2009/04/12: In Dunhuang
We spent much of our first day here recovering from three hard days. The “Western” breakfast involved the addition of coffee and of a knife and fork to the Chinese buffet breakfast, which was fine. We researched the route ahead and pottered about.
Today we took a public mini-bus to the Mogao Caves. Once there, we joined a group of English speakers and were accompanied by an excellent guide. The art that we saw showed irrefutable evidence of Greek, Persian, and Indian influence in China from the fifth century onward. With many important artifacts having been removed in the early 1900s by Aurel Stein and others, they are careful to conserve what remains. Carbon dioxide levels are monitored in each cave, and we were lucky to be able to enter some that could only be visited during the low season, with lower visitor numbers. Photography was not allowed in the caves, so we only have few outdoor photos which show exterior views such as the sandstone cliff into which the caves were dug.
In stark contrast to the consistent honesty we’ve experienced in China and SE Asia for three months, we were the targets of an unpleasant attempted scam when, in the afternoon, I decided to get shorter haircut for hot desert cycling. I sat in the hairdresser’s chair and explained I wanted it short and thinned to a lad who seemed pleasant at first. In hindsight I should have inquired about price beforehand, but we didn’t feel the need having been charged Yuan for two haircuts in Fenxian. The only other possible incident of overcharging was a taxi driver in Jiayuguan who asked for yuan for what should have been a yuan ride. We are learning that the Silk Road towns are clearly part of a Lonely Planet Trail that requires more wariness.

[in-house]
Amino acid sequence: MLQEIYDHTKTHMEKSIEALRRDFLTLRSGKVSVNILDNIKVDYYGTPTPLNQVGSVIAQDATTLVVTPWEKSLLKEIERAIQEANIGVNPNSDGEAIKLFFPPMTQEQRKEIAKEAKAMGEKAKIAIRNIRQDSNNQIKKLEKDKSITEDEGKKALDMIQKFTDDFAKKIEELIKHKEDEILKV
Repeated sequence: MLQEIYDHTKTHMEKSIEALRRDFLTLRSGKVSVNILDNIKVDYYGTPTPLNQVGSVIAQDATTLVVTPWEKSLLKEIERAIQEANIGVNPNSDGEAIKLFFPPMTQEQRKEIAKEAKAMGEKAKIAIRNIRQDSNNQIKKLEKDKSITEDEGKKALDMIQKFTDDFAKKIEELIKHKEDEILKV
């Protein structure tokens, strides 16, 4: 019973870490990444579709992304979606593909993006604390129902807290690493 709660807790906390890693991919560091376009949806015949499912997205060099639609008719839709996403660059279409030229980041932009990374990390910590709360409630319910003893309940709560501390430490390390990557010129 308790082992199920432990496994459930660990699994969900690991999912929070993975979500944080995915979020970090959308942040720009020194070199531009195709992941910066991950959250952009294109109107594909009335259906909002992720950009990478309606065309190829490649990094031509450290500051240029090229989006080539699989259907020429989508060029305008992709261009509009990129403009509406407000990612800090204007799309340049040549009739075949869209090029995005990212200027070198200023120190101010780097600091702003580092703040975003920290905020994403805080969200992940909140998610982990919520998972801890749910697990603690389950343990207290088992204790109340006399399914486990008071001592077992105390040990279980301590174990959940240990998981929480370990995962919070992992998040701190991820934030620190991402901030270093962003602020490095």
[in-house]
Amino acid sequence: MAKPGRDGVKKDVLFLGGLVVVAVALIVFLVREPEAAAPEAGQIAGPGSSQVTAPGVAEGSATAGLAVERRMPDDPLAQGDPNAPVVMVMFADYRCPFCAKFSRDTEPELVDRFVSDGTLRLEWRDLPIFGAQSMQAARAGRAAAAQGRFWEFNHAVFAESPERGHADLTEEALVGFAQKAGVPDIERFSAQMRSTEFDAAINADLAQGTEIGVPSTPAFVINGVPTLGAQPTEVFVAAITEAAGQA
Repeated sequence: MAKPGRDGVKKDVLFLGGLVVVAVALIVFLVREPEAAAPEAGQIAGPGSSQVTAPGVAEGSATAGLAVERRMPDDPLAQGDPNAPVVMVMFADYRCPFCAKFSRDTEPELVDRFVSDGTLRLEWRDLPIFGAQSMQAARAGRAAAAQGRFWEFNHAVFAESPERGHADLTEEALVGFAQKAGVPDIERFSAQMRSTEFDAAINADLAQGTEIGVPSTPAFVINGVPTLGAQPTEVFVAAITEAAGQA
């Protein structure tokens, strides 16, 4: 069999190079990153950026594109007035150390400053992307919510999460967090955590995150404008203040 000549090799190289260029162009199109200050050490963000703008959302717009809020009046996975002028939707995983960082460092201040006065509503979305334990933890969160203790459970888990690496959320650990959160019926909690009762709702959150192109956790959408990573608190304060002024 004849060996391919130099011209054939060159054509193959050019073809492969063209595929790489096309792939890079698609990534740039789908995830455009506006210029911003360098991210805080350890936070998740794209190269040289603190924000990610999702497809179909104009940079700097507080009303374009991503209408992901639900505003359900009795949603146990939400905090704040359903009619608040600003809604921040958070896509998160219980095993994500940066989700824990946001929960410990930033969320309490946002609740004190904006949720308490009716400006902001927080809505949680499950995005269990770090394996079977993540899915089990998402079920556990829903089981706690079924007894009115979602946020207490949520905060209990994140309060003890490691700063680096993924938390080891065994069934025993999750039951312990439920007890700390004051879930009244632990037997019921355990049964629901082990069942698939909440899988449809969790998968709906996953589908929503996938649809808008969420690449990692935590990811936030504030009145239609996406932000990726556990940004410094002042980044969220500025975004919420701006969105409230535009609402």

In ten to fifteen minutes he’d done a good job (cut only) and I inquired how much I owed. He whispered to his partner, and we became suspicious. He typed “” onto a calculator, and showed it to me with sly smile. This amount was twelve times what we’d previously paid here. In real terms it was as if were being asked to pay $CDN at home. I protested, and he lowered the price to . I pointed to the word “joke” in my dictionary. Chris and I passed over Yuan and quietly left. The was likely twice what a local would have paid. We left feeling annoyed. It isn’t just about us; it’s about not wanting to contribute to creating a culture where tourists are viewed as easy targets for scams, and about having been treated as some sort of sub-human cash cow.
The pendulum always swings. We’ve just pleasant evening in the night market, buying a book in good English translation from a cultured year-old gentleman who spoke fluent English and German. We talked to young people from Hong Kong who had studied in Australia and the US, who were looking for the local specialty of donkey meat. We shared a table at a wonton stand with friendly locals who offered to share their food. Ahhh ….the ups and the downs.